Observations of an Internet Middleman (Level3) (was: RIP

Scott Helms khelms at zcorum.com
Fri May 16 16:02:03 UTC 2014


None of those applications come close to causing symmetrical traffic
patterns and for many/most networks the upstream connectivity has greatly
improved.  Anything related to voice is no more than 80 kbps per line, even
if the SIP traffic isn't trunked (less if it is because the signaling data
is shared).  Document sharing is not being impinged, on my residential
account right now I've uploaded about 30 documents this morning including
large PDFs and Power Point presentations.

Off site back up is one use that could drive traffic, but I don't believe
that the limiting factor is bandwidth.  We looked at getting into that
business and from what we saw the limiting factor was that most residential
and SOHO accounts didn't want to pay enough to cover your storage &
management costs.  In our analysis the impact of bandwidth on the consumer
side adoption was basically zero.  There is no expectation that back ups
run instantly.  Having said all of that, even if hosted back up became
wildly popular would not change the balance of power because OTT video is
both larger, especially for HD streams, and used much more frequently.

Scott Helms
Vice President of Technology
(678) 507-5000

On Fri, May 16, 2014 at 11:53 AM, Blake Hudson <blake at ispn.net> wrote:

> Jay Ashworth wrote the following on 5/16/2014 10:35 AM:
>> ----- Original Message -----
>>> From: "Mark Tinka" <mark.tinka at seacom.mu>
>>> While that is true a lot of the time (especially for eyeball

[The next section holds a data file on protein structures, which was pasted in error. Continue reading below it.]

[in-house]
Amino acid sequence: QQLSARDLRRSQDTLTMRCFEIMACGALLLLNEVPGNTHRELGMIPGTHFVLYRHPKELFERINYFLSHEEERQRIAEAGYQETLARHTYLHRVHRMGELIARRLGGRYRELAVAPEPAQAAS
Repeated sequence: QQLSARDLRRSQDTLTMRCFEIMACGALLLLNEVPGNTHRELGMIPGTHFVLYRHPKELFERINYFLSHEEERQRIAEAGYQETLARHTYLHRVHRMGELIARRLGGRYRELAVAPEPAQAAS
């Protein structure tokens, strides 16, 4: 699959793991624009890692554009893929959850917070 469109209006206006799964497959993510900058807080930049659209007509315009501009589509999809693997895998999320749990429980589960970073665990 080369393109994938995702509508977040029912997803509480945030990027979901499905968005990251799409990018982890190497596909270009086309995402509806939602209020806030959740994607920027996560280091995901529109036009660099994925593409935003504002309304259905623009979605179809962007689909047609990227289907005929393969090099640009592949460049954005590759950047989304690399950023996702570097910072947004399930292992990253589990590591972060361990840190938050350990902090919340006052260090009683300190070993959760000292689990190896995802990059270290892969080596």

>>> networks), it is less so now due to social media. Social
>>> media forces the use of symmetric bandwidth (like FTTH),
>>> putting even more demand on the network,
>> Oh yes; clearly, Twitter will be the end of L3.
>> :-)
>> Could you expand a bit, Mark on "Social media forces the use of symmetric
>> bandwidth"?  Which social media platform is it that you think has a)
>> symmetrical flows that b) are big enough to figure into transit symmetry?
>> Cheers,
>> -- jra
> Applications like Skype and Facetime (especially conference calls) would
> be one example where an application benefits from symmetric (or asymmetric
> in favor of higher upload speed) connectivity. Cloud office applications
> like storage of documents, email, and IVR telephony also benefit from
> symmetrical connectivity. Off-site backup software is another great
> example. Most residential connections are ill suited for this. I believe
> these applications (and derivatives) would be more popular today if the
> connectivity was available.
> --Blake

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